The first panel of the Global Education Conference was titled “Credentialing 2.0. Is the degree the “currency of the realm” for employment and educational attainment purposed? Is there an opening for micro-credentials and, if so, what is the opportunity? Are there alternatives to accreditation as a means of validation? The panel participants that attempted to answer that question were:
- Anya Kamenetz(Author, DIY U)
- David Levin(President &CEO,McGraw-Hill Education)
- Bob Schwartz (Professor, Harvard)
- Eric Waldo(Executive Director, Reach Higher, White House)
- Moderator:Hunt Lambert (Dean,Harvard)
I’ve always found this topic interesting. While I think every student that should get a four-year degree should do so, it clearly isn’t for everyone. Vocational degrees have great value in the economy and I the skills gap (the gap between the educational attainment of students and the skill s actually needed in the workforce) in part exists – largely, I think – because society has so devalued technical certificates and similar credentials (and apprenticeships) that parents stop promoting them and students stop taking up such opportunities.
Thankfully, the panel addressed these and other topics. In her main presentation, Ms. Kamenetz discussed a number of issues with micro-credentials and badges. In particular, she pointed out that the time for such innovations is already here and is being in use, although the “when if the future coming” crowd is having some difficulty in recognizing that the future is here. She also made a good point about badges and other micro-credentials exiting largely in the context of specific communities. This of course leads to the inevitable question of how do we get the badges to have value to people that aren’t members of the issuing community, or how to make the community bigger. This leads us to accreditation and other forms of validation, which I will discuss in a later post at some point.
Professor Bob Schwartz had an interesting discussion about the value of vocational degree and discussed the Swiss system, which segregates kids (by choice, I believe) at age 16 into vocational tracks and academic tracks. In addition, the system is strongly guided by employers who, after all, have so much to gain from an educated workforce. He also discussed his study of the Swiss system, which sounds well worth reading.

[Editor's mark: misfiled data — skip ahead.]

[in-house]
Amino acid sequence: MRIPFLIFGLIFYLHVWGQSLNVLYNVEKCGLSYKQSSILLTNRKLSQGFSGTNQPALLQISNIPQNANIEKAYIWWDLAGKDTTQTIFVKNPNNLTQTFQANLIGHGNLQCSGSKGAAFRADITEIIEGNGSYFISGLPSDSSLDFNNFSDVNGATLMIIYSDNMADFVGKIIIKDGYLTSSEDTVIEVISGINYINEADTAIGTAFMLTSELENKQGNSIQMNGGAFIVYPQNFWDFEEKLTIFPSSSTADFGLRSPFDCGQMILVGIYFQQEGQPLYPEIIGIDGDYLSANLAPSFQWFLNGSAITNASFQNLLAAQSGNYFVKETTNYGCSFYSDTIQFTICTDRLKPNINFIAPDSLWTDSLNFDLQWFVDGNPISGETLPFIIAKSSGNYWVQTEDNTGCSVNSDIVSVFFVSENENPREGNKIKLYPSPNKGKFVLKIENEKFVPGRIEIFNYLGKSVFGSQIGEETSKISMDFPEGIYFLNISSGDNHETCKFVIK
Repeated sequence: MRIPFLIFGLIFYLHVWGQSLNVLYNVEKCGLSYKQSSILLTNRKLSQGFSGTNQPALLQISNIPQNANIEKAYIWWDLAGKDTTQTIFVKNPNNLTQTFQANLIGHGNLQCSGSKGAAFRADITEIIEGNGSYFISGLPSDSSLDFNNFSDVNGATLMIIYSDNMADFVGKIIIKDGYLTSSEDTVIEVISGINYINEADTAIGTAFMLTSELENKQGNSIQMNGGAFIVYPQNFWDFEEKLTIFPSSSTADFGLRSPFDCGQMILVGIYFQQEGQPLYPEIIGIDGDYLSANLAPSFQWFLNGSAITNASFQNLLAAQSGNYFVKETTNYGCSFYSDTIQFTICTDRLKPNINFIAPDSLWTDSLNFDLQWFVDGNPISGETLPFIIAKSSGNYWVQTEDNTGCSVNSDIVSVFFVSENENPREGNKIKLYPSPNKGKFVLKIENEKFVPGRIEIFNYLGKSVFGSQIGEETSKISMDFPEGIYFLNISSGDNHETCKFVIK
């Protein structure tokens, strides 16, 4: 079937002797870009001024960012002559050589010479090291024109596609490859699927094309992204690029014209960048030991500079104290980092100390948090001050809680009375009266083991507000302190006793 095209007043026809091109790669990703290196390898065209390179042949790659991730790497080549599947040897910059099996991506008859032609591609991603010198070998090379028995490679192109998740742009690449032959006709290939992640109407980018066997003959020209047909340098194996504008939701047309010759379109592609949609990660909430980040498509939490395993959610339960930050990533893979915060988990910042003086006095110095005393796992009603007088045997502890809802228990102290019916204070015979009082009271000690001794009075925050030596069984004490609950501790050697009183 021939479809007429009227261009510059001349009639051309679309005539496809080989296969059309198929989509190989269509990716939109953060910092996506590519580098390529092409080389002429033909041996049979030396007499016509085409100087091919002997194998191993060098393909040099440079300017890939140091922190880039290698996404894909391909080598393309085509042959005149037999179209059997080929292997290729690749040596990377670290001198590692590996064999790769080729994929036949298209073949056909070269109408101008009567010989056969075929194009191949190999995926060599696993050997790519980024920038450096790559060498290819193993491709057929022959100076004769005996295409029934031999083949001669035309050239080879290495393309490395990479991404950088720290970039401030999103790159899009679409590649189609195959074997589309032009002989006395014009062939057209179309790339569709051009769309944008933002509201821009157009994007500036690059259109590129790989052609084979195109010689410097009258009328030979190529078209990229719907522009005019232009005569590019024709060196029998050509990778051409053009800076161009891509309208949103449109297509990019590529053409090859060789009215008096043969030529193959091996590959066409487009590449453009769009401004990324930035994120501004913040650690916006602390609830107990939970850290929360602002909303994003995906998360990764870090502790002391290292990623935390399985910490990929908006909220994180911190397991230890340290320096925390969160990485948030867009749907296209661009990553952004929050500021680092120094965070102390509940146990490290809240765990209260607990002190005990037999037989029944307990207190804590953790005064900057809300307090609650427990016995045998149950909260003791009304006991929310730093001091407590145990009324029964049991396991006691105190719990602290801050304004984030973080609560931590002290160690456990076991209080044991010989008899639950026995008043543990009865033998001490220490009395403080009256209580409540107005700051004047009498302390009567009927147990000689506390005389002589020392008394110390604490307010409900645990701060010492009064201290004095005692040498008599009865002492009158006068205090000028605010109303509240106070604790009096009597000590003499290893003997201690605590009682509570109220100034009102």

Eric Waldo had a number of things to say about current administration initiatives in this area, but what resonated most with me is his telling of First Lady Michelle Obama’s difficulties as a first generation college student. Having been in the same situation, I completely sympathize. He discussed the First Lady’s ignorance of what classes to pick (she was a freshman in a senior seminar), what to bring and how to act. Indeed, the social aspects of being at a college without a family history to guide you were, it seems for Mrs. Obama, more daunting than the class work. We really do need to do more for students to get them comfortable with being in college. I’m interested to see how her program – which Mr. Wald is running — will make high schools and colleges better able to address these concerns.
David Levin’s presentation was the most “blue sky” of the presentations. Indeed, his emphasis on competency and other models being able to validate mastery of topics in a statistical way was very forward thinking. I particularly liked how he used such ideas to divorce learning from seat time and how validation of learning could revolutionize the current transfer of credit models that too often inhibit students and extend time to degree.